Let’s do this. Let’s have the conversations, let’s start this, and let’s become part of the movement. Ben, I’ve got a couple more questions. One thing that I continue to ask everyone is, what’s one thing you know about pro-life and the issue of unexpected pregnancies that you just wish that everyone knew, that generally they just don’t know? There are things that you and I, we proactively have research, we proactively stand, we proactively learn about how we can actively engage in our communities and help women and families affected with unexpected pregnancies. What’s the one thing that when you open your mouth and you tell the world, “Man, I just wish you knew just this one thing that I wish everyone knew?”
Benjamin Watson: Yeah, I think it may be a response to a commonly stated characterization, I guess, of pro-life folks, that they don’t care about life after the womb. And while I can say that there are quite a few, there’s a large swath that for them being pro-life means to just check a box politically, and it’s not about serving mothers and children and families and communities after children are born. There are those, but I will say in my experience, what I wish people knew was how many folks are in this movement across political spectrums, across religious denominations, in different sectors of American society who truly do care about the longevity of human life and human thriving and human flourishing.
People who are truly committed to education, to correcting injustice, to providing for people, to addressing the needs that 75% of women would say who have abortions, would say that they need change in order for them to parent and that they want to parent. If these 75% women would say they want a parent of these things, were different. There are people I know who have given their lives to this, and so what I think I would love people to know is just the heart of so many who consider themselves to be pro-life, but truly do stand in the gap on a everyday basis, whether it’s through their prayer, through their money, through their talent, or their time for those women and for their children.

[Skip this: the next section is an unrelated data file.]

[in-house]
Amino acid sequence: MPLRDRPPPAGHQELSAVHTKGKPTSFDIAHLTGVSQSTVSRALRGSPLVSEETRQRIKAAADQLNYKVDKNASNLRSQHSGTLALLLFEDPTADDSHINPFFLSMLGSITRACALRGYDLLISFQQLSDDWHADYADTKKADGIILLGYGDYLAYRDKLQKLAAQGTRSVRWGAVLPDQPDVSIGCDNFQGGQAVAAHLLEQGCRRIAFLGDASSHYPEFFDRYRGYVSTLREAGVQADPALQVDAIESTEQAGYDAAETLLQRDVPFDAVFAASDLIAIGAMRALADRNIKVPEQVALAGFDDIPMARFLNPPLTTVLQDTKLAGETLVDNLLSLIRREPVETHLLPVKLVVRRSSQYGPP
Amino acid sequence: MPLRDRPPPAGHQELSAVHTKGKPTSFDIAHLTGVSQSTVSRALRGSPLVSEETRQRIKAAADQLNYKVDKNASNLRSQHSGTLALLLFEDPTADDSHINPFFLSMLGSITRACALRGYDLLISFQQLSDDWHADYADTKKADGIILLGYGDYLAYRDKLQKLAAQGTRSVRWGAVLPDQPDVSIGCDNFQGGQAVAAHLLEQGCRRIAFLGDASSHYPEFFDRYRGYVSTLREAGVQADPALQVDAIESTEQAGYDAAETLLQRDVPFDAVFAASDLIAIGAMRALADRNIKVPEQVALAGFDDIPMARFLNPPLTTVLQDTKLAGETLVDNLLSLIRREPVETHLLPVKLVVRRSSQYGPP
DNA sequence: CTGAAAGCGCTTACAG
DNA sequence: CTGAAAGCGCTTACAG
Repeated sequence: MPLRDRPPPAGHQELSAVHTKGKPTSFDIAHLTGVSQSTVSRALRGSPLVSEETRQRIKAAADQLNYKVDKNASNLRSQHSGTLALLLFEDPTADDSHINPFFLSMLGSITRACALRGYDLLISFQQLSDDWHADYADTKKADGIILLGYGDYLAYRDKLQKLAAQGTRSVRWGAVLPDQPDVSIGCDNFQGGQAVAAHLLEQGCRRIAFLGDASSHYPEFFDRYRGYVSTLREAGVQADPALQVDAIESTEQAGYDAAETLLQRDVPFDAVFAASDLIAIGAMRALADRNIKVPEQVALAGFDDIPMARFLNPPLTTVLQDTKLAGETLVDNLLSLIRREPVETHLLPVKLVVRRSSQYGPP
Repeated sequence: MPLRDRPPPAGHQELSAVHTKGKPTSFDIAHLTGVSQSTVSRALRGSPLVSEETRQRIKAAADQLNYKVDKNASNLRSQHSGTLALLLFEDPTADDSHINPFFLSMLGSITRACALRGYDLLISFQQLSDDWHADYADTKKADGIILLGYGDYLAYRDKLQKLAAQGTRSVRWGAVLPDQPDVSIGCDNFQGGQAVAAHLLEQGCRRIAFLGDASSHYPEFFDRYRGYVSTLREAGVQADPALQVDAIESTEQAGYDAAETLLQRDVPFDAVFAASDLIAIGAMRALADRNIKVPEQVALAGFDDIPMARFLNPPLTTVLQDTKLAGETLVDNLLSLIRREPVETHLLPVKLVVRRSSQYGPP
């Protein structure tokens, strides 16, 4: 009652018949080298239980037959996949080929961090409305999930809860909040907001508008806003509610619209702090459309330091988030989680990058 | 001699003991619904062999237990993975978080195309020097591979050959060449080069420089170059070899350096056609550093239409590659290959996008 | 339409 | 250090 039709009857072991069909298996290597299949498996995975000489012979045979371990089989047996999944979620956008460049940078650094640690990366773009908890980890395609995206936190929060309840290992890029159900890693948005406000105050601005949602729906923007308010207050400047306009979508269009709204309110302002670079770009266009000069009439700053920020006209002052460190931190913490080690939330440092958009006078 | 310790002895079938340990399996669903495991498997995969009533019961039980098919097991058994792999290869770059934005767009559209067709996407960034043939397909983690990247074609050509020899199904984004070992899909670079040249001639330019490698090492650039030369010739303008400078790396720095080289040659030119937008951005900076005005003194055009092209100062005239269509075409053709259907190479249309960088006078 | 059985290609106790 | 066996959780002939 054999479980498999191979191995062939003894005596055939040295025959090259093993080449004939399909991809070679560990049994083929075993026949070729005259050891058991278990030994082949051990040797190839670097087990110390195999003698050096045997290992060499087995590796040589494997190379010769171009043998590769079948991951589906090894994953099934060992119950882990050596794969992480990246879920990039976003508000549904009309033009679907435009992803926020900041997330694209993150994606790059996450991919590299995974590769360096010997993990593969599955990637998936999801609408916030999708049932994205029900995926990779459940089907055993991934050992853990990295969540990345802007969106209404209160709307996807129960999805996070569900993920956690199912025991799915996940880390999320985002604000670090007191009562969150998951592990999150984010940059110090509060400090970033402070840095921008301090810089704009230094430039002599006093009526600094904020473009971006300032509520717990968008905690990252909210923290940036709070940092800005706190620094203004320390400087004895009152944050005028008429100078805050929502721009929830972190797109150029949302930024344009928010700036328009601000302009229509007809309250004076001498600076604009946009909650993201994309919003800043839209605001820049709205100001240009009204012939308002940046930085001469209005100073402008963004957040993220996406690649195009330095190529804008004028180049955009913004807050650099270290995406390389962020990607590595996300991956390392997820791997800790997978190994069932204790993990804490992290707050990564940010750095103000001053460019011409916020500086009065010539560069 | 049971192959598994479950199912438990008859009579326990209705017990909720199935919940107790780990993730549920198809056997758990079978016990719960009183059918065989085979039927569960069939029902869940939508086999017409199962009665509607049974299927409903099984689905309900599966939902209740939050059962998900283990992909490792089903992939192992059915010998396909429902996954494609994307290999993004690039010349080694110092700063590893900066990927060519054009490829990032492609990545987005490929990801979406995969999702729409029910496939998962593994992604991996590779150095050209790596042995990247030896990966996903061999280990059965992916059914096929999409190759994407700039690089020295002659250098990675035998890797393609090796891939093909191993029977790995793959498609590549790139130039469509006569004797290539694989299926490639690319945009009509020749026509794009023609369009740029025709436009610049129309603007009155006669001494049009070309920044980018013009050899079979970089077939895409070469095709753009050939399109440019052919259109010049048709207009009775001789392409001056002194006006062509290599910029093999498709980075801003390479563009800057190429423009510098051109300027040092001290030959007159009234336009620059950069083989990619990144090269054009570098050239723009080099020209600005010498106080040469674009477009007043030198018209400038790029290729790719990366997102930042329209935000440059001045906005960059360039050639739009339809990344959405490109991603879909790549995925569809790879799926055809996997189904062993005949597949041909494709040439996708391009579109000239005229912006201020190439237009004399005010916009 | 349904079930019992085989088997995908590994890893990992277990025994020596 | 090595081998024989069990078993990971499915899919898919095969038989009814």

Nick Vujicic: Amen. Ben, is there anything else that you want to say to anyone or can help other people be provoked in thinking in regards to this? Is there any last comment that you would want to leave viewers with right now?
Benjamin Watson: Yeah. Well, number one, I think you mentioned a lot, come to the conference, come to Stand For Life. We truly want to see you there. I’m looking forward to it. I think it’s going to be a phenomenal time, not only just to get together in the first time post Rowe, but also to strategize about what it means in this new fight for life, what it means to make abortion unthinkable and unnecessary in a post-Rowe world. I think one other thing that I did fail to mention that you probably have talked about Nick, is the fact that right now, abortion is still legal in about 70% of America. Rowe simply sending it back to the states. And so even while many states have enacted six-week bans or 15-week bans on abortion, there are many states where abortion is fully illegal. As a matter of fact, 91% of abortions happen within the first 15 weeks, so the first 13 weeks.